Self-Seeker / Shkurnyk




Ukrainian SSR




78 min


Mykola Shpykovskyi


Vadym Okhrimenko, Mykola Shpykоvskyi, Borys Rozentsveih


Oleksii Pankratiev


Ivan Sadovskyi, Luka Liashenko, Dora Feller-Shpykovska, Dmytro Kapka

Apollon Shmyhuiev, a shrewd resident of Kyiv, finds his peaceful city life disrupted by the turmoil of war. In response, he resolves to weather the “political storm” by seeking refuge in the South of Ukraine—a region controlled by the Whites, a pro-Tsarist movement. After gathering abandoned products strewn along Andriivskyi Uzviz, he embarks on a journey on a camel that he stumbled upon near his home. However, midway through his journey, he is intercepted by the Reds, who seize his “vehicle” for “the needs of the revolution.” Now, Apollon’s fate lies in the hands of a Bolshevik commissar.

With time, the cowering and self-serving Apollon ascends to leadership within the local Soviet Commissariat. Yet, his insatiable thirst for profit once again jeopardizes his life.

This audacious movie defies the norms of its era, standing as a rare exemplar of early Ukrainian film comedy. It astutely satirizes the bureaucracy, fanaticism, and absurdism of the Bolsheviks, as well as the kleptocratic arrogance of the Whites. The film candidly highlights the revolutionary propagandism of the Reds, often underscored with frank sarcasm.

Based on the novel by the renowned Ukrainian writer Vadym Okhrimenko from the 1920s—a close friend of the famous Ukrainian poet Maksym Rylskyi —the film weaves a narrative tapestry that intertwines historical events and personal tales. Soon after the release, the film was promptly banned and never screened in the RSFSR (Russian Soviet Republic) and Europe. For decades, Self-Seeker languished forgotten in archives until film critic Yevhen Marholit rediscovered it through Osyp Mandelstam’s essay The Spy in which the film received a favorable review. Mandelstam extolled: “The film sees the world from the height of the saddle, from the train window, from the artillery two-wheeler—through the eyes of an ordinary person: straightforward, unburdened by symbolic whims…”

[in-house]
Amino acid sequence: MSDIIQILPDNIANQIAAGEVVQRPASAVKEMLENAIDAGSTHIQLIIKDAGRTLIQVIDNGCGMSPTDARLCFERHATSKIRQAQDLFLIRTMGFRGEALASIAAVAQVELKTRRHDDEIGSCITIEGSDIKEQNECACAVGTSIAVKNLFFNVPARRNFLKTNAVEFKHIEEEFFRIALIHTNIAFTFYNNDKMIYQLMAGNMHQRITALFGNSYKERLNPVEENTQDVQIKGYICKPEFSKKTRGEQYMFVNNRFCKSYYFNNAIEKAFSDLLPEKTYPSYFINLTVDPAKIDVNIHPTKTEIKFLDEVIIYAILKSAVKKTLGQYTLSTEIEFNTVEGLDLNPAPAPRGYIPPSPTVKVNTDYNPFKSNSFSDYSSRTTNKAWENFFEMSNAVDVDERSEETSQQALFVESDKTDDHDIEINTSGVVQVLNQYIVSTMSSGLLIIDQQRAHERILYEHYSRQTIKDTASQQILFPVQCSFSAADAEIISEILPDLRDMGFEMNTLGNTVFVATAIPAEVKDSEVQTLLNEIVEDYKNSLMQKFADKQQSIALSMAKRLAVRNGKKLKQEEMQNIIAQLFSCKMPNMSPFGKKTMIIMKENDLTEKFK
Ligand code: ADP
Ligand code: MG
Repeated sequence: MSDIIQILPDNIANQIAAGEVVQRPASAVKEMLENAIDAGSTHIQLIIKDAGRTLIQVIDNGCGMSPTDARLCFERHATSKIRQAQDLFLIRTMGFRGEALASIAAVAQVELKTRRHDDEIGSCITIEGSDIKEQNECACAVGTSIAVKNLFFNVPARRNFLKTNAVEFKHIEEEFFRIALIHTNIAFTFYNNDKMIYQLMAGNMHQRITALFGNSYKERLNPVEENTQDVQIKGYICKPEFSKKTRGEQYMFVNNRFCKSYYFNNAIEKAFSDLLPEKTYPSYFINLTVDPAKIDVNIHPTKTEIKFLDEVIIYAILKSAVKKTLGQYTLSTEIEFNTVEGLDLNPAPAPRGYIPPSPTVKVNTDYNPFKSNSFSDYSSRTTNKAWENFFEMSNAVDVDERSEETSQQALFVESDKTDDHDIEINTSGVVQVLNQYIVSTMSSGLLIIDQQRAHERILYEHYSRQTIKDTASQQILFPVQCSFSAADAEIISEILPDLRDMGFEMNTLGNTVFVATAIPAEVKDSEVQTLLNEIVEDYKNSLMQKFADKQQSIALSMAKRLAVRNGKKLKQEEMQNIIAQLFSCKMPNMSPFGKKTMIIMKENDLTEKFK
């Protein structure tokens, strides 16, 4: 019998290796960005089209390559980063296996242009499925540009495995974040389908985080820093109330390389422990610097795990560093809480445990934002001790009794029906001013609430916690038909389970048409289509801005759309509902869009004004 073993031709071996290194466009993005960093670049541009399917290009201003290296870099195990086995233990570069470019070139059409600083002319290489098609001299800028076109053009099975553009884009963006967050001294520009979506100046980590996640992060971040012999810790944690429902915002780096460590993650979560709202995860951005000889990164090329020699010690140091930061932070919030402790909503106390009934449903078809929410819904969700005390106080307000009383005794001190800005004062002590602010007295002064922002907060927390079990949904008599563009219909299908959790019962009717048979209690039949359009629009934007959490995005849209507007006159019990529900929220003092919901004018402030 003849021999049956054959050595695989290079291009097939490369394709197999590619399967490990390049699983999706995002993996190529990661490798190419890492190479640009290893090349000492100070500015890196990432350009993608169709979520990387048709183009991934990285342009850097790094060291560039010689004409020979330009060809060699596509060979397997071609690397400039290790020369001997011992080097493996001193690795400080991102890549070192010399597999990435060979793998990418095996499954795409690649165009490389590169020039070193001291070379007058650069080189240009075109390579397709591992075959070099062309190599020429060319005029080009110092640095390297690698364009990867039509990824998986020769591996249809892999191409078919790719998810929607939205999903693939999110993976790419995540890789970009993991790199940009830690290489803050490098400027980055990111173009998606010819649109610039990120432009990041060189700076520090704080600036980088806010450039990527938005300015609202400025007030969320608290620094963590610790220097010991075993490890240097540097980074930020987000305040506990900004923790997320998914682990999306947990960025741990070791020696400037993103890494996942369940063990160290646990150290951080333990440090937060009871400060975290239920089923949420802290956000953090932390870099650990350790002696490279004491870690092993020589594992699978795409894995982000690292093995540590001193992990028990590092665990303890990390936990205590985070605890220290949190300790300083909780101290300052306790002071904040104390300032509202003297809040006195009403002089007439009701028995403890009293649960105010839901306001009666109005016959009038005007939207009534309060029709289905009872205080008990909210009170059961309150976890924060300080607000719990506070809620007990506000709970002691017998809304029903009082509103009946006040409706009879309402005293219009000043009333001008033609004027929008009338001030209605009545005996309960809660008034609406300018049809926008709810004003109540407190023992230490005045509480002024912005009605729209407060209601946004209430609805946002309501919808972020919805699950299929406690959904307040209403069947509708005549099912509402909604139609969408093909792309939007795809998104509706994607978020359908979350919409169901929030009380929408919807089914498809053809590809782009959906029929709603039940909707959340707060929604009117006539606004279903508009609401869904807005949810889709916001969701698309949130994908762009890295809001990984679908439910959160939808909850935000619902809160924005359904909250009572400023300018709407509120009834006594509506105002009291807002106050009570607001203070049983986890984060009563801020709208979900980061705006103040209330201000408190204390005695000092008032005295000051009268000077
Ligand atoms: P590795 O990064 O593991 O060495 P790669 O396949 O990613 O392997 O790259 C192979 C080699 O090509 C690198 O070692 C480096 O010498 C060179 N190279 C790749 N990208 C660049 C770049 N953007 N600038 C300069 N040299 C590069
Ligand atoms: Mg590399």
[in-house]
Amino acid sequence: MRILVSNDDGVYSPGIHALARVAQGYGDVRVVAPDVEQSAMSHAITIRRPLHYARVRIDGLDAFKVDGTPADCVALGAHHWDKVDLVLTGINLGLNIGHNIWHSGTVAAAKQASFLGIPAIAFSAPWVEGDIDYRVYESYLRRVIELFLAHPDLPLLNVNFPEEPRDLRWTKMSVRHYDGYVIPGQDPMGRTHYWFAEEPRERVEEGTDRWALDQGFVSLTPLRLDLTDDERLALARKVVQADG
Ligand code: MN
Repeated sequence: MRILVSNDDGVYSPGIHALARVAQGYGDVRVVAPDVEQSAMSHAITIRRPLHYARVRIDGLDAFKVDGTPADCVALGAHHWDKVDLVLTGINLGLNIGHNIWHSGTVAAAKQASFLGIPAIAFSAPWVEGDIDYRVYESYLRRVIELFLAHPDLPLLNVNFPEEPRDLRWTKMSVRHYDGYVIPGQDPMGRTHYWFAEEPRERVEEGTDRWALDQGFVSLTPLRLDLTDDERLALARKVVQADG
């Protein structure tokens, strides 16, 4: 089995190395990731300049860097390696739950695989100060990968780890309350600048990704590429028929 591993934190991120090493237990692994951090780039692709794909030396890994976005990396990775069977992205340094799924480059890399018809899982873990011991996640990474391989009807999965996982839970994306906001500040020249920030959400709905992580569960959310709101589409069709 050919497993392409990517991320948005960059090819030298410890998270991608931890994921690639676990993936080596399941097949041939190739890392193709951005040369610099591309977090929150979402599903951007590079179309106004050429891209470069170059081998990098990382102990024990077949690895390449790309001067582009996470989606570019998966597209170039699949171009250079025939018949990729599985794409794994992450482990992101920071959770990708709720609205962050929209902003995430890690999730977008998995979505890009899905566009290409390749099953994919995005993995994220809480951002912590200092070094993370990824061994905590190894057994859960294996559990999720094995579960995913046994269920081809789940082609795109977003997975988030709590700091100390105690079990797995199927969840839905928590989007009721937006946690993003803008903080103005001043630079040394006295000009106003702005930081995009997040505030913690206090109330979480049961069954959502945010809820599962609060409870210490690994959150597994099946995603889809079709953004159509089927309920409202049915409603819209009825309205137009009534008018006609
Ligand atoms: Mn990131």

The Kyiv premiere of the film took place on May 1, 1929 (before the official decision of the DRC). While Mandelstam’s assay is believed to be from March-April of that year. Mandelstam’s familiarity with the film may stem from his personal friendship with one of the script’s authors, Borys Rozentsveih. Additionally, Mandelstam’s affiliation with VUFKU during that period likely contributed to his insight into the film’s production history. According to the poet’s widow, Nadia Mandelstam, her husband possessed knowledge of the unofficial details of the film’s creation. She writes, “In Shpykovskyi’s film Self-Seeker substantial portions of the film had to be redone, as the Red Army soldiers were initially depicted in tatters. In response to the propagandists’ demands, they were re-clothed and made to appear almost elegant.”

In 2011, a copy of the film’s negative was acquired from the State Film Fund of Russia, where the sole copy (with Ukrainian intertitles) had been preserved. Subsequently, in 2012, the film underwent scanning in 2K resolution, and the process of digital restoration was successfully concluded. Presently, a copy of the film resides in the Film Fund of the Oleksandr Dovzhenko National Center.